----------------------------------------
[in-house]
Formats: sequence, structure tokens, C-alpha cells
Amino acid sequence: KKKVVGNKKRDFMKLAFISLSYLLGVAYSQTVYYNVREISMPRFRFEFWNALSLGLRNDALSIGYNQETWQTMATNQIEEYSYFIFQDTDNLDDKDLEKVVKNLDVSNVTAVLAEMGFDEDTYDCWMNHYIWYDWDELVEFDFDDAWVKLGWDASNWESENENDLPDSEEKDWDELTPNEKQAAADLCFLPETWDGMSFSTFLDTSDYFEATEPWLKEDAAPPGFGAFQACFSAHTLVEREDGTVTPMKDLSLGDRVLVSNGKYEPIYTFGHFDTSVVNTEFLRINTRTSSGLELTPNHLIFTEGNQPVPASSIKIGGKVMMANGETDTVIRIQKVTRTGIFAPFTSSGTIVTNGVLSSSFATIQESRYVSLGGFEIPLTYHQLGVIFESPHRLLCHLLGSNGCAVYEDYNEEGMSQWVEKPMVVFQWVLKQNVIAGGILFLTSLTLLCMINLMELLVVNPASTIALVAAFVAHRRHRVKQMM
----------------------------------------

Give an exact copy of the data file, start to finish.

[in-house]
Formats: sequence, structure tokens, C-alpha cells
Amino acid sequence: KKKVVGNKKRDFMKLAFISLSYLLGVAYSQTVYYNVREISMPRFRFEFWNALSLGLRNDALSIGYNQETWQTMATNQIEEYSYFIFQDTDNLDDKDLEKVVKNLDVSNVTAVLAEMGFDEDTYDCWMNHYIWYDWDELVEFDFDDAWVKLGWDASNWESENENDLPDSEEKDWDELTPNEKQAAADLCFLPETWDGMSFSTFLDTSDYFEATEPWLKEDAAPPGFGAFQACFSAHTLVEREDGTVTPMKDLSLGDRVLVSNGKYEPIYTFGHFDTSVVNTEFLRINTRTSSGLELTPNHLIFTEGNQPVPASSIKIGGKVMMANGETDTVIRIQKVTRTGIFAPFTSSGTIVTNGVLSSSFATIQESRYVSLGGFEIPLTYHQLGVIFESPHRLLCHLLGSNGCAVYEDYNEEGMSQWVEKPMVVFQWVLKQNVIAGGILFLTSLTLLCMINLMELLVVNPASTIALVAAFVAHRRHRVKQMM